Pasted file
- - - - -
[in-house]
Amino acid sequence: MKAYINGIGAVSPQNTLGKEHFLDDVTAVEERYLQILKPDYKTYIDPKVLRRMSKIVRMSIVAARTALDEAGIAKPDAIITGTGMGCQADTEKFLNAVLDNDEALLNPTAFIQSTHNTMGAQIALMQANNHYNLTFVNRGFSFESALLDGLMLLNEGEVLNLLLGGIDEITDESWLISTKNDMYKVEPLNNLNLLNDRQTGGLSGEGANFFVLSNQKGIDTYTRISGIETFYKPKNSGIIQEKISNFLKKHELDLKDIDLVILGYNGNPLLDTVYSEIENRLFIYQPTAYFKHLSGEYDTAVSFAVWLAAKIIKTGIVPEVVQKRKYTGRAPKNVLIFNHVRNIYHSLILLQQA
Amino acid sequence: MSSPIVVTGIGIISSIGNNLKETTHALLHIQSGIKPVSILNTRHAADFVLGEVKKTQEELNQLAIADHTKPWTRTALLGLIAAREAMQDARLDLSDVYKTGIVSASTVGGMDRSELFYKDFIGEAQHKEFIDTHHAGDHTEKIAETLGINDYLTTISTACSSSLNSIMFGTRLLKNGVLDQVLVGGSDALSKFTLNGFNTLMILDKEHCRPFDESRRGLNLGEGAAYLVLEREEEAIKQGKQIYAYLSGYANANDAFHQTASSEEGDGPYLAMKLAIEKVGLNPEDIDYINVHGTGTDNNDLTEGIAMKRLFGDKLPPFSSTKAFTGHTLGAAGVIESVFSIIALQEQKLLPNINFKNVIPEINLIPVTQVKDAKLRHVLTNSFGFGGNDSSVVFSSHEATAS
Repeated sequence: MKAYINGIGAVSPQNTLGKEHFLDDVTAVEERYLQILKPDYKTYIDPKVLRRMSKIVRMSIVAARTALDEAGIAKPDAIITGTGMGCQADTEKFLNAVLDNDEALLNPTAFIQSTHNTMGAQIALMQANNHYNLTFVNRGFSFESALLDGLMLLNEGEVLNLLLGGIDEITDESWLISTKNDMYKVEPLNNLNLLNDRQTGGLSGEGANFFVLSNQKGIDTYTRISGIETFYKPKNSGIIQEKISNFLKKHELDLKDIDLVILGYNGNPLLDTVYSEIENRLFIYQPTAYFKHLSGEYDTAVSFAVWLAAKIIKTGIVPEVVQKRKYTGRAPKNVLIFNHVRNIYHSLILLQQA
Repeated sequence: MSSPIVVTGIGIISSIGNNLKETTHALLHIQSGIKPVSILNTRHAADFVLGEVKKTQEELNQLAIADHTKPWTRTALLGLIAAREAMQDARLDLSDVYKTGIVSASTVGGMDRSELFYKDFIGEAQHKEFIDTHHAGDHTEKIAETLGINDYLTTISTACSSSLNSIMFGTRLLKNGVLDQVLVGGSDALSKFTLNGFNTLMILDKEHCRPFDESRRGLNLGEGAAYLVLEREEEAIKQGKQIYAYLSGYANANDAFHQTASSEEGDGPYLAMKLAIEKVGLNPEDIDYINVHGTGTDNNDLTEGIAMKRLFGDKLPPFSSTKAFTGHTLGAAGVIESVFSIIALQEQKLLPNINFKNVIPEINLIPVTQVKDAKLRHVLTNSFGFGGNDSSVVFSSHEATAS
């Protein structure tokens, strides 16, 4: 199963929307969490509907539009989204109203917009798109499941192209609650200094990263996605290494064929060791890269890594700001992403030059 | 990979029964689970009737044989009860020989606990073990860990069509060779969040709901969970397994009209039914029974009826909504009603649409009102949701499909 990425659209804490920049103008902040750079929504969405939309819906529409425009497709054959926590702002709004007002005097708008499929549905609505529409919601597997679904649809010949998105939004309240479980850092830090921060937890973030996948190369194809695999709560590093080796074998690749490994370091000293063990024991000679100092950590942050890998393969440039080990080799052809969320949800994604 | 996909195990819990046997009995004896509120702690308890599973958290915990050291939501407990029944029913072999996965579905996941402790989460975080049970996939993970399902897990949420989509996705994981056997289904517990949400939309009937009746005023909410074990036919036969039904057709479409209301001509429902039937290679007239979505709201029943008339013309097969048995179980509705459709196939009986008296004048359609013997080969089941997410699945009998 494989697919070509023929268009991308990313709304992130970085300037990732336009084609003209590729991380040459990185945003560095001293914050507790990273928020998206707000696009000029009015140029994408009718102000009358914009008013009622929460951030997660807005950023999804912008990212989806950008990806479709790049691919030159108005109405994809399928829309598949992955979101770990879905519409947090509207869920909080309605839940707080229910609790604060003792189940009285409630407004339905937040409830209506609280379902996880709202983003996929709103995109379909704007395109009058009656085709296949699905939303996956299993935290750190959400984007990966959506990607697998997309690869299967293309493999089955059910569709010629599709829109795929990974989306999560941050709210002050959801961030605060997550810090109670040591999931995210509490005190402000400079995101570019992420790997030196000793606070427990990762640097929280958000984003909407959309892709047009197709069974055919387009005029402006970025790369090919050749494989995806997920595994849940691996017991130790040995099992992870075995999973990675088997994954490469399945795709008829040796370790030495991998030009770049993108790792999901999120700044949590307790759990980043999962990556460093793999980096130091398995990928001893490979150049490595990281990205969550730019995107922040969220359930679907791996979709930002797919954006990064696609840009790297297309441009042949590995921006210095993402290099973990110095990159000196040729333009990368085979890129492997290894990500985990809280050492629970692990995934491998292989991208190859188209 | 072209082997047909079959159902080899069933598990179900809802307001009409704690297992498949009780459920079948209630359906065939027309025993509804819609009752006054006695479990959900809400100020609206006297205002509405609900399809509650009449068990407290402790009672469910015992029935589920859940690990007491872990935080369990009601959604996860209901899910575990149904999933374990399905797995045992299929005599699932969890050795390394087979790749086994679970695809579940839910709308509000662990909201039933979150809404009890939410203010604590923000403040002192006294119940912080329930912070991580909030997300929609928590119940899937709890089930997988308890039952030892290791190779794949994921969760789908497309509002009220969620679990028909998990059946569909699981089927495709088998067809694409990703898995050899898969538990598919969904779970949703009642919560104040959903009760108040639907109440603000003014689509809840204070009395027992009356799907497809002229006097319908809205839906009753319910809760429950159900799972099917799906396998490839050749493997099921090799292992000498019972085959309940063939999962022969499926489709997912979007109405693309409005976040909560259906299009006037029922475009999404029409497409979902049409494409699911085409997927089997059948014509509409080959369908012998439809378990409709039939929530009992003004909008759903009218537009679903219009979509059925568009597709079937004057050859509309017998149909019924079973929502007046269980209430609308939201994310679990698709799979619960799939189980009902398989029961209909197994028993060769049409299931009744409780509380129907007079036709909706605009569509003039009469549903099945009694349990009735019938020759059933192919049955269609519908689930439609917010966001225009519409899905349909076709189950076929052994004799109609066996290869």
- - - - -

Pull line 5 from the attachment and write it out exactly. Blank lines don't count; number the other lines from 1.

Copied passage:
Repeated sequence: MSSPIVVTGIGIISSIGNNLKETTHALLHIQSGIKPVSILNTRHAADFVLGEVKKTQEELNQLAIADHTKPWTRTALLGLIAAREAMQDARLDLSDVYKTGIVSASTVGGMDRSELFYKDFIGEAQHKEFIDTHHAGDHTEKIAETLGINDYLTTISTACSSSLNSIMFGTRLLKNGVLDQVLVGGSDALSKFTLNGFNTLMILDKEHCRPFDESRRGLNLGEGAAYLVLEREEEAIKQGKQIYAYLSGYANANDAFHQTASSEEGDGPYLAMKLAIEKVGLNPEDIDYINVHGTGTDNNDLTEGIAMKRLFGDKLPPFSSTKAFTGHTLGAAGVIESVFSIIALQEQKLLPNINFKNVIPEINLIPVTQVKDAKLRHVLTNSFGFGGNDSSVVFSSHEATAS